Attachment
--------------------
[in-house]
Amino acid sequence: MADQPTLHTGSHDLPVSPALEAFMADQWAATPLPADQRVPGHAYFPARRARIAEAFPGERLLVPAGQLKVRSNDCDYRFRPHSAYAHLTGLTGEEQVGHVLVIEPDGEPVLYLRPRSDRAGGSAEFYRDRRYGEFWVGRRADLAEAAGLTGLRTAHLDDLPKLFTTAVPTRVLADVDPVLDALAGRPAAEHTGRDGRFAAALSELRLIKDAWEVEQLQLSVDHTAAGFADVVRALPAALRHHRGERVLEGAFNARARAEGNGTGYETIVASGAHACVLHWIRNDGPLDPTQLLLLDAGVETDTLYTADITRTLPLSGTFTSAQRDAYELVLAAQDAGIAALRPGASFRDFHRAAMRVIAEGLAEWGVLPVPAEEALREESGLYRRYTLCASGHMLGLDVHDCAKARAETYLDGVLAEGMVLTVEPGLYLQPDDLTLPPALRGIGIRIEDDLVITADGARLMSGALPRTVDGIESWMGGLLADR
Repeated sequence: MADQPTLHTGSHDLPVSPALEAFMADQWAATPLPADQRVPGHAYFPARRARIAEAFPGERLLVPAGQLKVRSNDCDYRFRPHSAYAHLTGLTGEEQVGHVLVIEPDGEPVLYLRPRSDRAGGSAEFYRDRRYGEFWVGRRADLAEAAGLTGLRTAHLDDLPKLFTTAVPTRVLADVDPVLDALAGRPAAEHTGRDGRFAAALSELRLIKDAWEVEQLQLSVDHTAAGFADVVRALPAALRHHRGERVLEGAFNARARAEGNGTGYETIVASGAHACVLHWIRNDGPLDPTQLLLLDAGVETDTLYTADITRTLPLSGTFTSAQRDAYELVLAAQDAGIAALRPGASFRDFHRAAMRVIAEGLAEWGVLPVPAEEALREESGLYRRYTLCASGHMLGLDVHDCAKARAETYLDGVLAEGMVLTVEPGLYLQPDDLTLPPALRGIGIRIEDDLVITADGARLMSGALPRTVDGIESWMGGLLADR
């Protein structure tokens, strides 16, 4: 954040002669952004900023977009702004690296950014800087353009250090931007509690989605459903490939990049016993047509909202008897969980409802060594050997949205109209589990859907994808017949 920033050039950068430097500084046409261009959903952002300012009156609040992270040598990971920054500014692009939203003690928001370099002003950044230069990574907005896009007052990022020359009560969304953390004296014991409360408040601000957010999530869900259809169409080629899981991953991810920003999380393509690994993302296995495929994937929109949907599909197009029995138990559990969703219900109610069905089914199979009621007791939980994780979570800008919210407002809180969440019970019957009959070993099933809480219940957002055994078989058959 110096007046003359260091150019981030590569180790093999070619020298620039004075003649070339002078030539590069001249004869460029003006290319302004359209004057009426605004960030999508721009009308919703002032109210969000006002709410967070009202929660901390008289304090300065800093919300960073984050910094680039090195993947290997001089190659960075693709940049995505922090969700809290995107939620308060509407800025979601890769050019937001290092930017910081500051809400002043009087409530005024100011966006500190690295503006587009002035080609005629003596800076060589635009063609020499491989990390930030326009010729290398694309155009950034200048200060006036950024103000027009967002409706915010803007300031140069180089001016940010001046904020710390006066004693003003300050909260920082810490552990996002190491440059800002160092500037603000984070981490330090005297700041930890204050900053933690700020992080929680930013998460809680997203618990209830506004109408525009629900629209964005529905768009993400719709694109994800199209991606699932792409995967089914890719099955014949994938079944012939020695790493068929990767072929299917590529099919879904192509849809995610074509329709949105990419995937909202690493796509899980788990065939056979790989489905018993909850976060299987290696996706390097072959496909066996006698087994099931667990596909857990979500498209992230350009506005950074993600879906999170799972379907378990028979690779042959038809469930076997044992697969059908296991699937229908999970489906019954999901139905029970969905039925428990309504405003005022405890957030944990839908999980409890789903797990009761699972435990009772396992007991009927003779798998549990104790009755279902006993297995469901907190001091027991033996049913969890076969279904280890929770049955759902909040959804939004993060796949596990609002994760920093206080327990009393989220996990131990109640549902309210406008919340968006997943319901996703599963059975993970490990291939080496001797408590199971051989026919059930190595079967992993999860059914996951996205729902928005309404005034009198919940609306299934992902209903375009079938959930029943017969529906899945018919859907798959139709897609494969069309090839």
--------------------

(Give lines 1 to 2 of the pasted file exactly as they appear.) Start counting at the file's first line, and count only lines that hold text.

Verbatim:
[in-house]
Amino acid sequence: MADQPTLHTGSHDLPVSPALEAFMADQWAATPLPADQRVPGHAYFPARRARIAEAFPGERLLVPAGQLKVRSNDCDYRFRPHSAYAHLTGLTGEEQVGHVLVIEPDGEPVLYLRPRSDRAGGSAEFYRDRRYGEFWVGRRADLAEAAGLTGLRTAHLDDLPKLFTTAVPTRVLADVDPVLDALAGRPAAEHTGRDGRFAAALSELRLIKDAWEVEQLQLSVDHTAAGFADVVRALPAALRHHRGERVLEGAFNARARAEGNGTGYETIVASGAHACVLHWIRNDGPLDPTQLLLLDAGVETDTLYTADITRTLPLSGTFTSAQRDAYELVLAAQDAGIAALRPGASFRDFHRAAMRVIAEGLAEWGVLPVPAEEALREESGLYRRYTLCASGHMLGLDVHDCAKARAETYLDGVLAEGMVLTVEPGLYLQPDDLTLPPALRGIGIRIEDDLVITADGARLMSGALPRTVDGIESWMGGLLADR